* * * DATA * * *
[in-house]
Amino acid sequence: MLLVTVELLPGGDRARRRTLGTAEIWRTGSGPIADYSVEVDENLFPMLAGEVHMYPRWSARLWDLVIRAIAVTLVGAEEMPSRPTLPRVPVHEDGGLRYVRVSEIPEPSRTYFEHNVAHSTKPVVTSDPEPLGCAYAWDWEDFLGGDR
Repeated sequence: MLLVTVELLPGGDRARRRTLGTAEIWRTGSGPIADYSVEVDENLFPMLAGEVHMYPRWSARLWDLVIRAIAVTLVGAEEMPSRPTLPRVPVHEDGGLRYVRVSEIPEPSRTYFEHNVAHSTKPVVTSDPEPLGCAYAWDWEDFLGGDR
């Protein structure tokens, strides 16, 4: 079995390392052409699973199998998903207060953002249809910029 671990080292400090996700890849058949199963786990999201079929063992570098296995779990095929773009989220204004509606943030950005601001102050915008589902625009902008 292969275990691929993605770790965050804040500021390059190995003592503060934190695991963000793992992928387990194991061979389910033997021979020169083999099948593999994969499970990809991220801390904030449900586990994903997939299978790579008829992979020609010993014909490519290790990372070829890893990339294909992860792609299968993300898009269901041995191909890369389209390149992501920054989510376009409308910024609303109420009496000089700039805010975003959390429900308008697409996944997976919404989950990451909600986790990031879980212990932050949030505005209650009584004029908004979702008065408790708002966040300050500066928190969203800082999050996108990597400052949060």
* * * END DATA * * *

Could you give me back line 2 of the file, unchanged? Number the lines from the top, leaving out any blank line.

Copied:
Amino acid sequence: MLLVTVELLPGGDRARRRTLGTAEIWRTGSGPIADYSVEVDENLFPMLAGEVHMYPRWSARLWDLVIRAIAVTLVGAEEMPSRPTLPRVPVHEDGGLRYVRVSEIPEPSRTYFEHNVAHSTKPVVTSDPEPLGCAYAWDWEDFLGGDR